A planned upgrade to Goonhilly-6, the 32m diameter antenna based in Cornwall, will enable it to provide satellite communication services and deep-space tracking of future missions to the Moon and Mars.

The project will receive €9.5 million in funding from the Cornwall & Isles of Scilly Local Enterprise Partnership (LEP), which operates the satellite, and the European Space Agency (ESA), and work will be completed in 24 months. The dish, which was first built in 1985, will now be able to communicate over distances exceeding two million km. It will be the fourth deep-space dish operated by the ESA, following similar developments in Australia, Argentina and Spain.

“Goonhilly will be able to complement ESA’s own stations, and provide deep-space tracking for the Agency’s missions as well as those of other space agencies or from private space start-ups aiming to exploit the Moon or mine asteroids,” said Klaus-Jürgen Schulz of ESA ground station engineering.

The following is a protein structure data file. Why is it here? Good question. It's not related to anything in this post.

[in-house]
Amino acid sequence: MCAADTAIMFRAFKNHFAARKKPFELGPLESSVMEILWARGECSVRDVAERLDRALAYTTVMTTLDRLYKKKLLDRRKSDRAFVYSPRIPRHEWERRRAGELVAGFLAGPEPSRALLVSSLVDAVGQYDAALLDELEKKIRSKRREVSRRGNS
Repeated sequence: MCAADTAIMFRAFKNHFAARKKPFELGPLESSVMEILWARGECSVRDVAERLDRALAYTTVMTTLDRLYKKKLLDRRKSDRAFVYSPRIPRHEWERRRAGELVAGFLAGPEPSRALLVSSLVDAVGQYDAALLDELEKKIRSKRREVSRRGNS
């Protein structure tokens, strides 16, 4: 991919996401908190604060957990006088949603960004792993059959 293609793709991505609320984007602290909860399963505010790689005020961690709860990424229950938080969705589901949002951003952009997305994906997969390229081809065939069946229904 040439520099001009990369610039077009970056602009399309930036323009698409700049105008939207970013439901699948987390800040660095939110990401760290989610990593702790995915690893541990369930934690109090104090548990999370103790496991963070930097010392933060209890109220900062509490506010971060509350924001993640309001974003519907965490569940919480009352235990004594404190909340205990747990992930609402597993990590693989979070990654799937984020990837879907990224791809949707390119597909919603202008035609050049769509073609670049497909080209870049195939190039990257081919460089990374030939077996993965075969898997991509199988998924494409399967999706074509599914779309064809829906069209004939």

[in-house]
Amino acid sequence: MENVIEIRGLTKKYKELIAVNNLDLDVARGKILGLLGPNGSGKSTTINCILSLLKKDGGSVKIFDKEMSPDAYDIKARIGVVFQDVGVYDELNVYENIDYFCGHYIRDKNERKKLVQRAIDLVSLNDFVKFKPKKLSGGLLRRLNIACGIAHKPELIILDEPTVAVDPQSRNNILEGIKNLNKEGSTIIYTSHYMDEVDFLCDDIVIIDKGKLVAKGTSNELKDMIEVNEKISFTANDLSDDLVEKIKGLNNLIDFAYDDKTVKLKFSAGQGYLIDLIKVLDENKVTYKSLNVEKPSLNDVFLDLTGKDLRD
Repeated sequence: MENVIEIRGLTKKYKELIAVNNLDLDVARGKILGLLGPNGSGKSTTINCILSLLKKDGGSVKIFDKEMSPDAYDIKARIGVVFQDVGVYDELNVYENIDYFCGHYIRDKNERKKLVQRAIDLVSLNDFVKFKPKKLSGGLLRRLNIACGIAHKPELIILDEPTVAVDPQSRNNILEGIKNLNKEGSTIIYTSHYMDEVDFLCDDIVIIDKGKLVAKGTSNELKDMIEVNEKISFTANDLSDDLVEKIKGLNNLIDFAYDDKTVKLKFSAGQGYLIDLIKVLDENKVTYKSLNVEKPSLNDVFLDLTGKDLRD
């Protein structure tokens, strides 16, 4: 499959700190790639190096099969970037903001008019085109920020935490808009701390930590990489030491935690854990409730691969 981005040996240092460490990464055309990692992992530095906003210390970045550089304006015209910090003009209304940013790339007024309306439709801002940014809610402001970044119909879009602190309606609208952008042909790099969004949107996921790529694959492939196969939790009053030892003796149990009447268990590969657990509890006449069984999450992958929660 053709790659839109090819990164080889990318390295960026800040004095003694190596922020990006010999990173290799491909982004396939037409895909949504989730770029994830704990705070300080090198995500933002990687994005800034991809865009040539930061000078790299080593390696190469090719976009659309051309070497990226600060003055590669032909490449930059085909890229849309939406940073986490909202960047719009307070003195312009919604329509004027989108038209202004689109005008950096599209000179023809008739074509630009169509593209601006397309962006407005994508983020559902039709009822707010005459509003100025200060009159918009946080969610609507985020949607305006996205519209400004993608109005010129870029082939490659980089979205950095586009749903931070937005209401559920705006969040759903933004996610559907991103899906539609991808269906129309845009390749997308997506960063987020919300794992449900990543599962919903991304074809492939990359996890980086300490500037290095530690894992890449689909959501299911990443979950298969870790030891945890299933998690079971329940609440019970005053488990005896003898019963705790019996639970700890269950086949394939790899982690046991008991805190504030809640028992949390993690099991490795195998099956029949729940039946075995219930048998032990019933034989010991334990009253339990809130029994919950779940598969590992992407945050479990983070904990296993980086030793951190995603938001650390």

The satellite will be tested by tracking several ESA deep-space missions, including the Mars Express spacecraft, which has orbited Mars since 2003. The dish will also be used to support more recent missions, such as the ESA’s ExoMars project, which is expected to launch a rover on the surface of Mars to search for evidence of life on the planet.

“We’ll be able to command them, we’ll be able to monitor them, be able to get the pictures coming back, and if there are people going off to Mars or to the Moon, we’ll be able to provide that communication link,” said Ian Jones, chief executive of Goonhilly Station. “The more opportunities like this and contracts like this that we can win and we can show that we are a key player in the global space industry.”

The LEP has further plans to develop a commercial spaceport at Cornwall Airport Newquay, which would engage in small satellite launches and sub-orbital flight to receive a share of the £400bn per year value of the global market for space by 2030. The UK government has set a target of securing 10% of this economy by 2030.